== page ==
Chapek’s guest-centric approach focuses on ensuring that every aspect of an experience is uniquely Disney and exceeds guest expectations. At Disney Parks, he implemented innovative strategies to improve the guest experience by balancing demand at the parks, integrating new franchises at locations around the world, and introducing beloved and iconic experiences to new generations of Disney fans.
According to the Wall Street Journal, “The division’s annual income growth averaged about 13% between 2015—the year he took over—and 2019. In 2017, under Mr. Chapek’s stewardship parks and resorts was the only division to escape ending the year in a deficit.”
Disney Chief Executive
Just under two months into 2020, Disney dropped the following seismic press release:
BURBANK, Calif., February 25, 2020—The Walt Disney Company (NYSE: DIS) Board of Directors announced today that Bob Chapek has been named Chief Executive Officer, The Walt Disney Company, effective immediately.
As tectonic plates within the company began to shift, Iger praised his successor, saying, “Throughout his career, Bob has led with integrity and conviction, always respecting Disney’s rich legacy while at the same time taking smart, innovative risks for the future. His success over the past 27 years reflects his visionary leadership and the strong business growth and stellar results he has consistently achieved in his roles at Parks, Consumer Products and the Studio. Under Bob’s leadership as CEO, our portfolio of great businesses and our amazing and talented people will continue to serve the Company and its shareholders well for years to come.”
Variety notes that during and investor call, Chapek reflected on his childhood family trips to Walt Disney World telling analysts, “That young boy could’ve never imagined that one day he would get the chance to lead this extraordinary company as the seventh CEO in its nearly 100-year history.”
“I am incredibly honored and humbled to assume the role of CEO of what I truly believe is the greatest company in the world, and to lead our exceptionally talented and dedicated cast members and employees,” Mr. Chapek said in a statement. Adding, “Bob Iger has built Disney into the most admired and successful media and entertainment company, and I have been lucky to enjoy a front-row seat as a member of his leadership team. I share his commitment to creative excellence, technological innovation and international expansion, and I will continue to embrace these same strategic pillars going forward. Everything we have achieved thus far serves as a solid foundation for further creative storytelling, bold innovation and thoughtful risk-taking.”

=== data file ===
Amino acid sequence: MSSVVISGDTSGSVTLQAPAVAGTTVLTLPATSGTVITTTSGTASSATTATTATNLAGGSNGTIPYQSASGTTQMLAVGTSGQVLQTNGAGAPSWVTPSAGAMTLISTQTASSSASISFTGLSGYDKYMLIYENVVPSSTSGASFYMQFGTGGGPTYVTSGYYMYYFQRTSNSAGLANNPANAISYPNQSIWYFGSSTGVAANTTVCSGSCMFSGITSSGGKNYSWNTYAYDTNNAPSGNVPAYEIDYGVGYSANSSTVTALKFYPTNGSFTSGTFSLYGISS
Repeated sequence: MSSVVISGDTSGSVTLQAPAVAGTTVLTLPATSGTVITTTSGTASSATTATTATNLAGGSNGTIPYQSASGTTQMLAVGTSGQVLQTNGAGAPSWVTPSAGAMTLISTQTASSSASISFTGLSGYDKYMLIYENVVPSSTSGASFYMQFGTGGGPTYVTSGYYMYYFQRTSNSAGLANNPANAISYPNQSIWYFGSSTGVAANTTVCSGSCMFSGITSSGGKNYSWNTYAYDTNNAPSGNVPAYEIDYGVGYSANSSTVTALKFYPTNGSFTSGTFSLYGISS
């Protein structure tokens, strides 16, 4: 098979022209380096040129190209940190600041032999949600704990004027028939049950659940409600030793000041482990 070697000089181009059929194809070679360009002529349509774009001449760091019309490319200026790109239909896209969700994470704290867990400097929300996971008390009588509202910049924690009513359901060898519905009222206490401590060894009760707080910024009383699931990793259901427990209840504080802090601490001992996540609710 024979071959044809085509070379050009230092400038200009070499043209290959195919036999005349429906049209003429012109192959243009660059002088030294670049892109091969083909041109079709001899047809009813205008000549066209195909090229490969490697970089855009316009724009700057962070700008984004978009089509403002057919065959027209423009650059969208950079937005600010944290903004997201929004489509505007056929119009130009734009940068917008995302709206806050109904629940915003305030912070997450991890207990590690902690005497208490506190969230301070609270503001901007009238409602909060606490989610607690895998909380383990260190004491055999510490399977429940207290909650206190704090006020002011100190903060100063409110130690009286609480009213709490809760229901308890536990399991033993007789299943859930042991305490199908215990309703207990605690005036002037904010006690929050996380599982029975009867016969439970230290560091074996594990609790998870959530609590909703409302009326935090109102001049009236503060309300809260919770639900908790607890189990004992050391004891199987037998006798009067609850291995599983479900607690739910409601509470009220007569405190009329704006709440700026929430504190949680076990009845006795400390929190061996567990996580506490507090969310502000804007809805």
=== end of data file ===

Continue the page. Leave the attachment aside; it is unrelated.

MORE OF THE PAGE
Drawing comparisons to Apple’s Tim Cook – a man who managed to successfully fill the shoes of his company’s legendary founder, Steve Jobs – the bar has almost never been higher for an incoming CEO.
Bob Chapek is certainly no Bob Iger.
“Bob’s [Iger] leaving on top, with his legacy intact. What happens from here is on Bob Chapek’s watch,” said Los Angeles investment banker Lloyd Greif. “And he’s facing a tall order, with all of the challenges barreling down the track at Disney. Iger’s a tough act to follow any way you cut it.”
It doesn’t take long to realize that Chapek’s a bit less charismatic than his predecessor and perhaps subtly more stiff in demeanor. Jim Cora, former chairman of Disneyland International describes the man’s presence in the office, saying, “If you’re not doing well, you’re going to hear about it, and if you’re doing well, you’re going to hear about it. He’s creative, he’s industrious, he cares about the show, and he listens, and that says a lot.”
Probably the biggest thing he has going for him is his unmatched knowledge and experience in a vast variety of Disney business ventures.
“Chapek is a really good, no-brainer pick — the other division leaders have been there too short of a time,” Michael Nathanson, founding partner at MoffettNathanson, said in a phone interview. “He’s a really nice person who is part of the Disney culture, which is important.”
A Consistent Vision for Disney
Although Iger will no longer be in charge of day to day operations, his vision for the company is still functioning in every way.
“I intend to double down on the exact same strategies that Bob [Iger] has established 15 years ago that have served us so well,” Chapek told Bloomberg TV after the news had been announced, adding that the “core of everything… is really our creative storytelling.”
“And if the creative storytelling is right, then everything else is right, no matter what distribution channel you put it in, the way you put it in the theatrical channel, whether you put it in Disney Plus or whether you put it in theme parks,” he said. “So the thing I’ve really taken away from Bob Iger’s legacy is: get the content right and everything else kind of follows suit.”
“I have absolute confidence in his abilities, as does the board,” Mr. Iger told analysts on a conference call. “I intend to work very closely with Bob. My goal when I leave here is that he will be just as steeped in the creative part of the business as I am today.”
Due to the onset of COVID-19, Iger has taken on a much more hands-on role in the company than he expected to since resigning. Despite a global pandemic at hand and as a result, Iger’s continued heavy involvement in business operations, Chapek remains CEO of The Walt Disney Company.